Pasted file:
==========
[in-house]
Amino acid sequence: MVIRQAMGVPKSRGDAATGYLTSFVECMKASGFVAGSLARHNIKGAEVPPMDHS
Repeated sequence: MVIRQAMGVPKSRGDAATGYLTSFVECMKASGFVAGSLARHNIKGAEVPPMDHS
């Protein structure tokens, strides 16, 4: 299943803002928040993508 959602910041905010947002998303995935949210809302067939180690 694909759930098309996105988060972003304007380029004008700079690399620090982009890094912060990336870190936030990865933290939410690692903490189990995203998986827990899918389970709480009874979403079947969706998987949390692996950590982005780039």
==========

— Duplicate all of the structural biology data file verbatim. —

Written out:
[in-house]
Amino acid sequence: MVIRQAMGVPKSRGDAATGYLTSFVECMKASGFVAGSLARHNIKGAEVPPMDHS
Repeated sequence: MVIRQAMGVPKSRGDAATGYLTSFVECMKASGFVAGSLARHNIKGAEVPPMDHS
């Protein structure tokens, strides 16, 4: 299943803002928040993508 959602910041905010947002998303995935949210809302067939180690 694909759930098309996105988060972003304007380029004008700079690399620090982009890094912060990336870190936030990865933290939410690692903490189990995203998986827990899918389970709480009874979403079947969706998987949390692996950590982005780039």